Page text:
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Lawmakers propose extending pandemic analytics center beyond 2025 sunset

Oversight officials say that the Pandemic Analytics Center of Excellence needs to survive past the looming sunset date, unlike a similar analytics center used to oversee stimulus spending that shuttered in 2015.

There is new reason to hope for the government watchdogs that have been imploring lawmakers to extend the life of the data analytics center set up for pandemic spending oversight beyond its sunset date next year. 

Sens. Gary Peters, D-Mich., and Mitt Romney, R-Utah introduced a proposal March 21 to keep the analytics center — called the Pandemic Analytics Center of Excellence, or PACE — beyond the looming sunset date.

The bill would establish the Government Spending Oversight Committee to help inspectors general with data and analytics within the existing Council of Inspectors General. It would be charged with supporting oversight by offering data analytics, sharing and tools.

In early 2020, Congress established the Pandemic Response Accountability Committee, or PRAC, to oversee pandemic spending. Within it lives the PACE, the analytics platform meant to support oversight officials in their efforts by pulling together data sources with enhanced analytical tools. 

Although the PRAC is set to end next fall, oversight officials have been asking lawmakers to extend the life of the analytics center so that it's ready for use in the next crisis. A similar analytical center was set up to oversee 2009 stimulus spending, but it dissolved in 2015. 

“It would be a wasted opportunity to allow this fraud fighting tool to expire, as happened with the Recovery Operations Center in 2015,” Michael Horowitz, chair of the PRAC and inspector general for the Justice Department, said in a statement about the new bill.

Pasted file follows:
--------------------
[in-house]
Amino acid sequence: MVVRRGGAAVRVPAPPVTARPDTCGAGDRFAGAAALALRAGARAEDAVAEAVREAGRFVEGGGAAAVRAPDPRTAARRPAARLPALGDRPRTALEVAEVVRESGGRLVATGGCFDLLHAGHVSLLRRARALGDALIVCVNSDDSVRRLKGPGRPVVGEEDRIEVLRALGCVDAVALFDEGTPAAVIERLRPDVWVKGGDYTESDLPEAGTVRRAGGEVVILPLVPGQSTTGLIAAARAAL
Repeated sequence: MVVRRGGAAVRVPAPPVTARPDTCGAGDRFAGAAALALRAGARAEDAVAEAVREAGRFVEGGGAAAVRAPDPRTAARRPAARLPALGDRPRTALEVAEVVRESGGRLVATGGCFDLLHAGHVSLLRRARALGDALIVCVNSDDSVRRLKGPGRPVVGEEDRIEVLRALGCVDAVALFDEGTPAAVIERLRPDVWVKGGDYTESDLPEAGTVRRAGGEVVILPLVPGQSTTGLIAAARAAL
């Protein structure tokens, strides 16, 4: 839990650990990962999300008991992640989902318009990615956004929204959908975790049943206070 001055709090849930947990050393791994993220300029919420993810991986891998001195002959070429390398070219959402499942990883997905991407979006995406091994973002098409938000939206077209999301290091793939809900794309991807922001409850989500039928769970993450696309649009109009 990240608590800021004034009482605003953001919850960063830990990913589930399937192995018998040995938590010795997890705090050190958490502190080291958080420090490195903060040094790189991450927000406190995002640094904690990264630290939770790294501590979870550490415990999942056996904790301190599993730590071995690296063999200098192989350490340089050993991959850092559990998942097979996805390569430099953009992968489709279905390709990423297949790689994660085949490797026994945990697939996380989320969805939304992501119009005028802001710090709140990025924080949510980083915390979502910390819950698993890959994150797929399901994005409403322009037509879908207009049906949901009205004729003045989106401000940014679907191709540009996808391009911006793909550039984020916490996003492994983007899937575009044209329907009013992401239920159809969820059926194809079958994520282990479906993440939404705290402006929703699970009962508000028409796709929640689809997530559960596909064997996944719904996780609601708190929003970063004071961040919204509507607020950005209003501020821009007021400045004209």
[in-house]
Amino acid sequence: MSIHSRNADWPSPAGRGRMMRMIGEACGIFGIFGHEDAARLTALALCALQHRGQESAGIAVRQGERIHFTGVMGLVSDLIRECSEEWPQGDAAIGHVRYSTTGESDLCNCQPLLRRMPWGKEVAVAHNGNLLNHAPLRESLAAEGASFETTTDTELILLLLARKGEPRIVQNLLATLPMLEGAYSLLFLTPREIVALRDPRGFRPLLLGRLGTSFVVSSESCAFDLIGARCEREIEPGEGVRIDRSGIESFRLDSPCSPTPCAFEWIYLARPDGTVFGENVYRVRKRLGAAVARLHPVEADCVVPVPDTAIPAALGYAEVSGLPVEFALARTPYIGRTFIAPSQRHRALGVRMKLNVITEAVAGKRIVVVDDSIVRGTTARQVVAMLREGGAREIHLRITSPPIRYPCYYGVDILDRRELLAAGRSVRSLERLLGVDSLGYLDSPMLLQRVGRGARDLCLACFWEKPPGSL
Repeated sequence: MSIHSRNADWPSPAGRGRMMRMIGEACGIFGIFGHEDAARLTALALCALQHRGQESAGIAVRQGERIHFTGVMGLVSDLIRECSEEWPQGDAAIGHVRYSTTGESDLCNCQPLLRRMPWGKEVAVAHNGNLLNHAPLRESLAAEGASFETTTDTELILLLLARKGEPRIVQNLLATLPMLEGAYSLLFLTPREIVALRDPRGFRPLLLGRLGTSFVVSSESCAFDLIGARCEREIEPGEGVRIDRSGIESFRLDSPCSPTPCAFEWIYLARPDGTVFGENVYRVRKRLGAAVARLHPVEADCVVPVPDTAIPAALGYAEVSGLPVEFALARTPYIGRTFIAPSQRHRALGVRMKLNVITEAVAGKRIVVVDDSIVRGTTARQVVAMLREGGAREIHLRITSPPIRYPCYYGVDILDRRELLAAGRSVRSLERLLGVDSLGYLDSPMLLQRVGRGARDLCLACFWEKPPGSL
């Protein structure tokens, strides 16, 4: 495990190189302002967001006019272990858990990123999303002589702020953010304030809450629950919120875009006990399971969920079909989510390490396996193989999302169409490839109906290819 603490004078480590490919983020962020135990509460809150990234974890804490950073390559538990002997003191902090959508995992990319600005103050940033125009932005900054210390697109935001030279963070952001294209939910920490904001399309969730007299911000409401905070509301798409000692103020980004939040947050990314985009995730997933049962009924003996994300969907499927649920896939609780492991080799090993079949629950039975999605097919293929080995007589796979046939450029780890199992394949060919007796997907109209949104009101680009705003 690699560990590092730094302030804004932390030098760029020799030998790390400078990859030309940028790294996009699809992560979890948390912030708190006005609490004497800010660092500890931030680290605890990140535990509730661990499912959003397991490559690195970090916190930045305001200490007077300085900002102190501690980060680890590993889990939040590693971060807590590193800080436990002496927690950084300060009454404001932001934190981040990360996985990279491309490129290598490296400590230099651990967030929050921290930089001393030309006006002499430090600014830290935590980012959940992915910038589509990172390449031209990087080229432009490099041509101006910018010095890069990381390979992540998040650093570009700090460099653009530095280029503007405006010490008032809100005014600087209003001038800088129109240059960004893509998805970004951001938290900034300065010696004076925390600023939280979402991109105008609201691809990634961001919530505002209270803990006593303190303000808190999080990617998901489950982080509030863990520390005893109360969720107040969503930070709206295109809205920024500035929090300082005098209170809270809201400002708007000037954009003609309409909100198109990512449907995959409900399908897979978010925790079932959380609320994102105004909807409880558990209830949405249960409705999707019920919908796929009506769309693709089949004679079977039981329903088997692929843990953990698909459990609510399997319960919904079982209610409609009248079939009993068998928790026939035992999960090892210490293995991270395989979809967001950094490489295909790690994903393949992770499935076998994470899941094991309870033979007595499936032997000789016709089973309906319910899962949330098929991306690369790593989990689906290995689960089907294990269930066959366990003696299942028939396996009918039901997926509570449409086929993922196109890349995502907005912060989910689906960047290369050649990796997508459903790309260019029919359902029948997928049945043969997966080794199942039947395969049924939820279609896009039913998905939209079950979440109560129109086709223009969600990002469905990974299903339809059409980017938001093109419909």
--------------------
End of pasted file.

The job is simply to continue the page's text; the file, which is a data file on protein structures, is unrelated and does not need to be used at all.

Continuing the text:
The closure of that analytics center, called the ROC, was felt when the pandemic hit, oversight officials say. 

“We had to recreate the PACE from scratch, which we wouldn’t have had to do if the ROC hadn’t gone away,” said Linda Miller, former executive director of the PRAC and now the founder and CEO of Audient Group consultancy.

The successor proposed in the bill would be able to continue to oversee pandemic spending, but also dig into newer spending programs passed by Congress, including the CHIPS and Science Act, Inflation Reduction Act and Infrastructure and Jobs Act.

Currently, the PACE draws on over 150,000,000 lines of data in both public and non-public federal spending datasets and uses robotic process automation, artificial intelligence and risk models to find red flags among the $1.9 trillion in pandemic-related spending.

The proposal has the support of Gene Dodaro, head of the U.S. Government Accountability Office. GAO has previously recommended that Congress establish a permanent analytical center for fraud and improper payments. The Biden administration also asked Congress to set up a permanent data analytics platform in a 2023 anti-fraud proposal. 

The introduction of the bill follows the inclusion of $2 million in funding for the PRAC to use for data analytics in the recently passed appropriations package. 

In a statement, Horowitz called the funding “critically important to preserve and enhance the PRAC’s data analytics function that has demonstrated its ability to prevent fraud and improper payments, and to assist law enforcement in pursuing billions of dollars in fraud.”

A spokesperson for Democrats on the House Oversight and Accountability Committee told Nextgov/FCW that they “are considering legislative options to ensure the capacity and capability of the PACE are retained going forward.”

A Republican spokesperson for the same committee said in a statement that “the Oversight Committee supports the work of the PRAC bringing much needed anti-fraud analytical capabilities and data resources to the broader Inspectors General community.”